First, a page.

"Federal agencies can't get from 10 gig to 100 gig without significant investment. Over the past few years, many recapitalization plans were elongated due to decreasing funds and competing priorities. Sequestration may negatively affect networking investments and exacerbate the trend of delayed recap," she explained.
"Each agency CIO will make the necessary hard decisions on how best to balance the IT portfolio against a full set of demands. Seeking significant new funds for network initiatives, or just about any IT initiative, will be difficult over the next couple of years," added Singer.
However, more funding isn't necessarily the whole answer to improving networks.
"Better efficiencies through better visibility and open standards can have far-reaching benefits, regardless of whether there are investments in network, servers and other IT categories," Wallo said.
Agencies should be wary of viewing increasing broadband as a silver bullet to solve problems. Improved monitoring of network performance -- what Wallo calls "insight" into network operations -- is extremely important in addressing deficiencies.
"Each agency is unique. However, if broadband can be used and leveraged in the architecture it is definitely something that should be considered as another tool to meet the specific agency requirement," Wallo said.
The approach to investment "depends on the business model, the state of the architecture, and the plan put forth to address any goal or concerns," he emphasized.
Management Upgrade Needed
Another issue revealed in the survey is the management of IT transformation. Only one-third of survey respondents said their agencies were engaged in efforts such as following a single standardized process for the implementation of all five initiatives, or having leaders meet regularly to coordinate actions. Many respondents indicated a preference for having all initiatives directed by a single senior-level manager.
"It's probably easier for the CIO if management is centralized, but you can make rational decisions in both centralized and decentralized constructs. Strong agency governance, combined with an atmosphere of collaboration and cooperation, will lead to the best decisions on network utilization and investment," said Singer.
Despite the deficiencies noted in the survey, agencies are not standing still. Most have begun to lay the groundwork for change. For example, 43 percent of network managers reported that they had taken steps to improve security measures, and 46 percent planned to do so. Most agencies have taken some steps to improve network policies, add bandwidth, increase openness, adhere to open standards and reduce network latency.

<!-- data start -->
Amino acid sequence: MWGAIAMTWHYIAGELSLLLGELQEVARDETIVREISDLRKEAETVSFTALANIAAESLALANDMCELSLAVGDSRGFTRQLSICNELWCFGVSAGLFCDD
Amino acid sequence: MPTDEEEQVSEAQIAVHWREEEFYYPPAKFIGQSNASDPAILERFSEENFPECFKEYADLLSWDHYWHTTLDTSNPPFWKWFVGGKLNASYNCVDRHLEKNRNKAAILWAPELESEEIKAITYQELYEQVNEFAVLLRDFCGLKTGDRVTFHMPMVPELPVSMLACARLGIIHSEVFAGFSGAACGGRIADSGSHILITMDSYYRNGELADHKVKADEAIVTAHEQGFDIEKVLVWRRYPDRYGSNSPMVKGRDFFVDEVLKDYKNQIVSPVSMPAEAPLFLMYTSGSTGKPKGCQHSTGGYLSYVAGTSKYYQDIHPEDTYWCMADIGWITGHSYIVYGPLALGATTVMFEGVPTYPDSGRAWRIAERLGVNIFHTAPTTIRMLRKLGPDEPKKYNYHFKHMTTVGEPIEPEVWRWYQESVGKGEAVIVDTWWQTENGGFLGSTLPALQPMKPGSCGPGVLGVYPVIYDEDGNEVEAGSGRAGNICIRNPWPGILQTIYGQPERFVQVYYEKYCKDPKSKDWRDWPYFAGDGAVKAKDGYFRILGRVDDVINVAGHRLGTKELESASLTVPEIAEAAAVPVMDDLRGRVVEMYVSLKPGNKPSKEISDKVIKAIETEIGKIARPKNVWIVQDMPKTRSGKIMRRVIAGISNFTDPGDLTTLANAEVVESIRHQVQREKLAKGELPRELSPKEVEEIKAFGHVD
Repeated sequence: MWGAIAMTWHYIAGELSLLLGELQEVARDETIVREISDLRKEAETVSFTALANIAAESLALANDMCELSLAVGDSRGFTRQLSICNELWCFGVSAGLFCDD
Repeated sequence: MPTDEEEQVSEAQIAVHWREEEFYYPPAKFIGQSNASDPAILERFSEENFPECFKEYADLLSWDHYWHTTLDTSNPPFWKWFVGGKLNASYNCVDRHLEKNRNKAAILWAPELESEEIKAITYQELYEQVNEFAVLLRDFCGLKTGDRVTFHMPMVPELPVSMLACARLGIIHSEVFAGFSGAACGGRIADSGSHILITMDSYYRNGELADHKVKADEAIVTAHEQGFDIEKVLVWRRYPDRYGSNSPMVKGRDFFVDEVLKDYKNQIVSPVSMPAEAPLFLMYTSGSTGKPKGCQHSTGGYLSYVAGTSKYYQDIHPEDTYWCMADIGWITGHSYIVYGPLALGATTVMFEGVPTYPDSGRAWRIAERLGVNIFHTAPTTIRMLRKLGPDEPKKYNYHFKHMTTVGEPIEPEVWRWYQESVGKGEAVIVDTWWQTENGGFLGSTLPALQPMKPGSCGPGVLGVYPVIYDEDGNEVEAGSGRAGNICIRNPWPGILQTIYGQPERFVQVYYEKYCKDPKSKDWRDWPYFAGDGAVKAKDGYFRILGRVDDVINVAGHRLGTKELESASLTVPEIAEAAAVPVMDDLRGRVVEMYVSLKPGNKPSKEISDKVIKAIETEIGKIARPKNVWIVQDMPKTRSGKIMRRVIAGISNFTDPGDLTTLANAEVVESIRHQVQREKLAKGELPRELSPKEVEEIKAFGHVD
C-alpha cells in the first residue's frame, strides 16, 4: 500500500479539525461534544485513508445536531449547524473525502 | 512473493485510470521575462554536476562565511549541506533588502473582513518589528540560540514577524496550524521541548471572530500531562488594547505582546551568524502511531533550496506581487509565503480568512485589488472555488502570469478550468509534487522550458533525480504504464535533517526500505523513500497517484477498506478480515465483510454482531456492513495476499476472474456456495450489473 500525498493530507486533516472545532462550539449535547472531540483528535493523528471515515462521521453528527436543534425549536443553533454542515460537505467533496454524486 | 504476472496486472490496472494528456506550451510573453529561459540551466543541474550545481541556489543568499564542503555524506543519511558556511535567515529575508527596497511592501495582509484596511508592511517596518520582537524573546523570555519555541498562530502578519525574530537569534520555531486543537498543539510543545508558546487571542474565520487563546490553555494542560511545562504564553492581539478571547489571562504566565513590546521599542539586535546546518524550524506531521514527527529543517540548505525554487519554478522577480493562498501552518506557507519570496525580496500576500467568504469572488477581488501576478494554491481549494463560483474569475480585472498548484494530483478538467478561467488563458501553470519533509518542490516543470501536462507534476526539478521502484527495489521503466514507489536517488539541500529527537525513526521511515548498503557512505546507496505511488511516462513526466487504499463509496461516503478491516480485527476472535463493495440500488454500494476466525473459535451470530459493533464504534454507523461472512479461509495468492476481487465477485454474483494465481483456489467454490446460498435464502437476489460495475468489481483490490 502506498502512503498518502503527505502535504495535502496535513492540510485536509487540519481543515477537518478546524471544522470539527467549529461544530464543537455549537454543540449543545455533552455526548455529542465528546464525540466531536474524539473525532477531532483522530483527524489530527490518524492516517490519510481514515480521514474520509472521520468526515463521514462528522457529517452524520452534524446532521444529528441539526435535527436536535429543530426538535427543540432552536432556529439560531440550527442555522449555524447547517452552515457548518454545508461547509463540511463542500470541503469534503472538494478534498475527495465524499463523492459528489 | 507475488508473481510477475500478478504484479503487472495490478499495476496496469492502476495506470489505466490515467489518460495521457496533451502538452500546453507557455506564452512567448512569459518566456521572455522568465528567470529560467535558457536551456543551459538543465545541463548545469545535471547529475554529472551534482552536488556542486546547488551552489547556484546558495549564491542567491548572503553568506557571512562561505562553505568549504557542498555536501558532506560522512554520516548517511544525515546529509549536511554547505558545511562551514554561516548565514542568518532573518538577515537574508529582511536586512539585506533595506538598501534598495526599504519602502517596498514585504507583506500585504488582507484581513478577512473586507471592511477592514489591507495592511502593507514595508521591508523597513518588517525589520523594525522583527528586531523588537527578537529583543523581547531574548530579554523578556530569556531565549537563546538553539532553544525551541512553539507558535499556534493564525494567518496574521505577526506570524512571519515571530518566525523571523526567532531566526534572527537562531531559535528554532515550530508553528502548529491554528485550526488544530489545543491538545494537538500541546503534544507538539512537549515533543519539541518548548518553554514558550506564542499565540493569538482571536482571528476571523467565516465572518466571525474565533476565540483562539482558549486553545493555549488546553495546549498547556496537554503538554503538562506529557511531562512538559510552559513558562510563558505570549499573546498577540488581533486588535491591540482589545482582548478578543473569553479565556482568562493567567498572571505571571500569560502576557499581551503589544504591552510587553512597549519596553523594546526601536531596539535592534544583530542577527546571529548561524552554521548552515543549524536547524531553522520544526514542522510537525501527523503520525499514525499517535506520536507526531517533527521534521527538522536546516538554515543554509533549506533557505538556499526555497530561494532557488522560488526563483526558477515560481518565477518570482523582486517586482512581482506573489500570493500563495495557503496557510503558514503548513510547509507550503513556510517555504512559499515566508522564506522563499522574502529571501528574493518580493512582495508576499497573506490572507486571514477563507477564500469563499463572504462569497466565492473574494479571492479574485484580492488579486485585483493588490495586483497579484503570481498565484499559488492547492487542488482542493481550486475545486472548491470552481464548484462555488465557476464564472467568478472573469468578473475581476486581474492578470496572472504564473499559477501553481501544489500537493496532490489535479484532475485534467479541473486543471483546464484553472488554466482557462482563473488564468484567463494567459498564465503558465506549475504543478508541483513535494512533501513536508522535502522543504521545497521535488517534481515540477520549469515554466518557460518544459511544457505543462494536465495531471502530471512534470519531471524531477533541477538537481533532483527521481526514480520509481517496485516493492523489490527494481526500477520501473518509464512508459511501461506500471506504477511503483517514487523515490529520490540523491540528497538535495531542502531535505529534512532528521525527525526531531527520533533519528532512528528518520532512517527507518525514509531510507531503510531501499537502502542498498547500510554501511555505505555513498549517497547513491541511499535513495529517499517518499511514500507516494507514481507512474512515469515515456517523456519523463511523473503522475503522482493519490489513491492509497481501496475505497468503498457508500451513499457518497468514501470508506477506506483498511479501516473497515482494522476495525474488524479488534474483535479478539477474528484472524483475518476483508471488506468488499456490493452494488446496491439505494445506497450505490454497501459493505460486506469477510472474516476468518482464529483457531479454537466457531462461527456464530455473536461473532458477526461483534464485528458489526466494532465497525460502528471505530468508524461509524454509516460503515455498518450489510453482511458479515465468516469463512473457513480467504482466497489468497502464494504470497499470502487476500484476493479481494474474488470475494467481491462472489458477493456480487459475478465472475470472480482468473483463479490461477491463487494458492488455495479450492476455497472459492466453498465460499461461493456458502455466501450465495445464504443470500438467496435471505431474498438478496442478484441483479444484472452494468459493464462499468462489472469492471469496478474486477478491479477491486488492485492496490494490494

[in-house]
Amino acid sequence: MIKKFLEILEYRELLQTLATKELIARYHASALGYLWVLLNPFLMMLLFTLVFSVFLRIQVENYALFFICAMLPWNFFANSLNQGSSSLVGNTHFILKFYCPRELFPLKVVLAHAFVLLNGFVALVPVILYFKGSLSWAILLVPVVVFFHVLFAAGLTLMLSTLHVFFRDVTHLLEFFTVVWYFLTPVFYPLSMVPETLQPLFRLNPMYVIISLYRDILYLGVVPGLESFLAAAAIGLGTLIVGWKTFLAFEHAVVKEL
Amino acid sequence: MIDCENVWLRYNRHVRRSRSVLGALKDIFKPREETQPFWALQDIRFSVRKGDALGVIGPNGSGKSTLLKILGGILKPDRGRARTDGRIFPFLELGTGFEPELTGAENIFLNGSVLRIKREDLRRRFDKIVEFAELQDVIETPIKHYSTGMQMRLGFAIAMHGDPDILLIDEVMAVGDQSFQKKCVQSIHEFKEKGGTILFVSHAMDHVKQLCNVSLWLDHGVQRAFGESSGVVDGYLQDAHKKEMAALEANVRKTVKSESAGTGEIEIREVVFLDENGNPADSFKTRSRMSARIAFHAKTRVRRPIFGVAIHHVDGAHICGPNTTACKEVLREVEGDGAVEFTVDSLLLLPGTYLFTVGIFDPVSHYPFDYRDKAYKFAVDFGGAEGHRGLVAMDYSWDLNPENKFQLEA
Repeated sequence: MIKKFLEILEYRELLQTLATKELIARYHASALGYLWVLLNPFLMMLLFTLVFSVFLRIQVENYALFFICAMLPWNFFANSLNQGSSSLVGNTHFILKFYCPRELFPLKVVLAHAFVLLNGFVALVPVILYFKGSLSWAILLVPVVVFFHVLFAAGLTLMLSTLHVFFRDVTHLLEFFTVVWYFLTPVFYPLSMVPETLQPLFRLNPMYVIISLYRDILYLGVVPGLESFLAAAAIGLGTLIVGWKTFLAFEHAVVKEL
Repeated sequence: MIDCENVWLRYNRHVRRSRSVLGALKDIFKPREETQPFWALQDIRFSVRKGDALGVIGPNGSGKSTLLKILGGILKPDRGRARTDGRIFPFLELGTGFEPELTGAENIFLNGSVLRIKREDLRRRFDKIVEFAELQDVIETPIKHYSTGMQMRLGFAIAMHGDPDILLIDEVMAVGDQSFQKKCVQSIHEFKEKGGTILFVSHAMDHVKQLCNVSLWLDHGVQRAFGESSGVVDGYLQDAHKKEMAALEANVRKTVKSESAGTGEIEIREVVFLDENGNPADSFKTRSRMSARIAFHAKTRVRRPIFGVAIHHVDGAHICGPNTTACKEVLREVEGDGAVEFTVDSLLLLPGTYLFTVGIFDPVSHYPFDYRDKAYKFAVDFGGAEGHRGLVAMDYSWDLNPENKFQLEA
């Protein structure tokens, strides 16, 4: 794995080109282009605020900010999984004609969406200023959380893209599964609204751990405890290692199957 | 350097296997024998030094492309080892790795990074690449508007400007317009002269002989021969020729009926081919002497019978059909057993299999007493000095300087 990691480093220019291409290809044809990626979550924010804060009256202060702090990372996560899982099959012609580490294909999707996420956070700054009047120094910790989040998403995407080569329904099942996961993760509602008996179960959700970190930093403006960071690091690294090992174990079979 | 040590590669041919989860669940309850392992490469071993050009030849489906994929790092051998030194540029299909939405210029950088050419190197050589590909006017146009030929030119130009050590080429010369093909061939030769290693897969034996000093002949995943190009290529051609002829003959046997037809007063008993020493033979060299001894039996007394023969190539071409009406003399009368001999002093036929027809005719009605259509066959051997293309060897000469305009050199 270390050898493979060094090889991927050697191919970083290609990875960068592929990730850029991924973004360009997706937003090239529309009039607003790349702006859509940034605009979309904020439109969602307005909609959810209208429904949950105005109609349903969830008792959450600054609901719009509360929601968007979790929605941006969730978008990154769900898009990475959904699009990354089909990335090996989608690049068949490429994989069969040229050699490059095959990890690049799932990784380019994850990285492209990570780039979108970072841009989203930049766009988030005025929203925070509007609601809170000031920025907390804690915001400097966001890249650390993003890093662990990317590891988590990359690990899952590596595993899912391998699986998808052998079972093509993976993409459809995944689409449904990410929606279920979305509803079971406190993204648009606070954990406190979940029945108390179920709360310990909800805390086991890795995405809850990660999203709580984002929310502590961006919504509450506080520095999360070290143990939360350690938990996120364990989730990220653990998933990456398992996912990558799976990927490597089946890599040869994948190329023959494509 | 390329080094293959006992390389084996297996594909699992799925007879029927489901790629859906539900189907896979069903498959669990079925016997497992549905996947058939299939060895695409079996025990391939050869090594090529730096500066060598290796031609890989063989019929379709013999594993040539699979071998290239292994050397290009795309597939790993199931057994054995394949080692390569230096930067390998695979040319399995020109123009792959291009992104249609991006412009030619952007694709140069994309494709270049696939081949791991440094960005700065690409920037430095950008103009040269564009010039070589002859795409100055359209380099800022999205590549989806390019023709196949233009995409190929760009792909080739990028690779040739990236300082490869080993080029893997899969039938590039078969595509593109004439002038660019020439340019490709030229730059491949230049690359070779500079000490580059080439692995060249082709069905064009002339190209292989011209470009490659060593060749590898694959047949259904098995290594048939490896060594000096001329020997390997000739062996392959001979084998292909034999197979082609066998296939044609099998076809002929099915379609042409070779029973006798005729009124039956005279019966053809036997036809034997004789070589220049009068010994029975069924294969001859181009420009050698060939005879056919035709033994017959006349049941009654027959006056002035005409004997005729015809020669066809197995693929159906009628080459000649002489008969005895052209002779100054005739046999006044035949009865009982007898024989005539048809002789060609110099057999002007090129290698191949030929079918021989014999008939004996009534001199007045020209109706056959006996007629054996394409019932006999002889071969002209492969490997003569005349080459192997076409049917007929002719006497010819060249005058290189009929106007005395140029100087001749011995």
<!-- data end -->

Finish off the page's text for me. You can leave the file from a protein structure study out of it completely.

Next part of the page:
The Federal Buzz
Accenture Beefs Up: Accenture cited federal programs such as data center consolidation and the government's Cloud First mandate as a factor in its decision to invest more than US$400 million in its Accenture Cloud Platform service by 2015.
The ACP offering provides a full spectrum of cloud support services and allows government agencies to choose a prepackaged, standardized format, resulting in faster implementation and lower costs, the company said. The upgraded service will be useful for the private cloud environments currently preferred by federal agencies as well as for public clouds.
"We will continue to see a strong embrace of private clouds in the mid-term, but organizations are also leveraging public clouds for workloads that make the most sense at this time for those environments -- that is, public information with low or moderate security controls," Chris Smith, chief technology and innovation officer for Accenture Federal Services, told the E-Commerce Times.
"ACP can be implemented on premise in a government-owned and -operated environment or in a public cloud, and provides a robust set of capabilities to run the business of IT for the organization and to improve service delivery on their respective missions," he said.
Federal IT Award: The Federal Retirement Thrift Investment Board has selected Science Applications International Corp. for a prime contract to provide the agency with a range of business process, information security and enterprise-wide information technology support services.
The single award has a potential value of approximately $224 million if all contract options are exercised.